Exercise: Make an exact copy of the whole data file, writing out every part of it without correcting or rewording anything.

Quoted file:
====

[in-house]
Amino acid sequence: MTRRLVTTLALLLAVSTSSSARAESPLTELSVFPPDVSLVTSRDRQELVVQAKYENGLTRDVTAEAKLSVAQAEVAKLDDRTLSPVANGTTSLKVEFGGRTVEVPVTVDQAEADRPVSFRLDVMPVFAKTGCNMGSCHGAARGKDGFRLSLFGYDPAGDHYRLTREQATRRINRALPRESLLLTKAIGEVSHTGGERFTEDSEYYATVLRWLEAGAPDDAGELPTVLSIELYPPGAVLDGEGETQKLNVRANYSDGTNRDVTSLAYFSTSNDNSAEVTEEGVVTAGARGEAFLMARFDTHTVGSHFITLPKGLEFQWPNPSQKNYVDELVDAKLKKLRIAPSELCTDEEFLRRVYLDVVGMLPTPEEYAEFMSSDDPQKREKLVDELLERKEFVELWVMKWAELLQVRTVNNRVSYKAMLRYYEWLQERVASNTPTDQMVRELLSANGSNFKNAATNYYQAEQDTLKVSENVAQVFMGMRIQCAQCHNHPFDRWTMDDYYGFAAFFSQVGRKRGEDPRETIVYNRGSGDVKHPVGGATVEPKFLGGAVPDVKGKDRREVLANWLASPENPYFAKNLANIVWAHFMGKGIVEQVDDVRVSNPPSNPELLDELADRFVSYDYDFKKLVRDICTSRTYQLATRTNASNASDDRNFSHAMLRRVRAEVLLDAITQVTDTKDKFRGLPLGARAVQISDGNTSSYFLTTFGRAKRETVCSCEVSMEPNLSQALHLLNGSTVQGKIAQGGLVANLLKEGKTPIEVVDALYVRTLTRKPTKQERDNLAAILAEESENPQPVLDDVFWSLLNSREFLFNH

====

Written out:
[in-house]
Amino acid sequence: MTRRLVTTLALLLAVSTSSSARAESPLTELSVFPPDVSLVTSRDRQELVVQAKYENGLTRDVTAEAKLSVAQAEVAKLDDRTLSPVANGTTSLKVEFGGRTVEVPVTVDQAEADRPVSFRLDVMPVFAKTGCNMGSCHGAARGKDGFRLSLFGYDPAGDHYRLTREQATRRINRALPRESLLLTKAIGEVSHTGGERFTEDSEYYATVLRWLEAGAPDDAGELPTVLSIELYPPGAVLDGEGETQKLNVRANYSDGTNRDVTSLAYFSTSNDNSAEVTEEGVVTAGARGEAFLMARFDTHTVGSHFITLPKGLEFQWPNPSQKNYVDELVDAKLKKLRIAPSELCTDEEFLRRVYLDVVGMLPTPEEYAEFMSSDDPQKREKLVDELLERKEFVELWVMKWAELLQVRTVNNRVSYKAMLRYYEWLQERVASNTPTDQMVRELLSANGSNFKNAATNYYQAEQDTLKVSENVAQVFMGMRIQCAQCHNHPFDRWTMDDYYGFAAFFSQVGRKRGEDPRETIVYNRGSGDVKHPVGGATVEPKFLGGAVPDVKGKDRREVLANWLASPENPYFAKNLANIVWAHFMGKGIVEQVDDVRVSNPPSNPELLDELADRFVSYDYDFKKLVRDICTSRTYQLATRTNASNASDDRNFSHAMLRRVRAEVLLDAITQVTDTKDKFRGLPLGARAVQISDGNTSSYFLTTFGRAKRETVCSCEVSMEPNLSQALHLLNGSTVQGKIAQGGLVANLLKEGKTPIEVVDALYVRTLTRKPTKQERDNLAAILAEESENPQPVLDDVFWSLLNSREFLFNH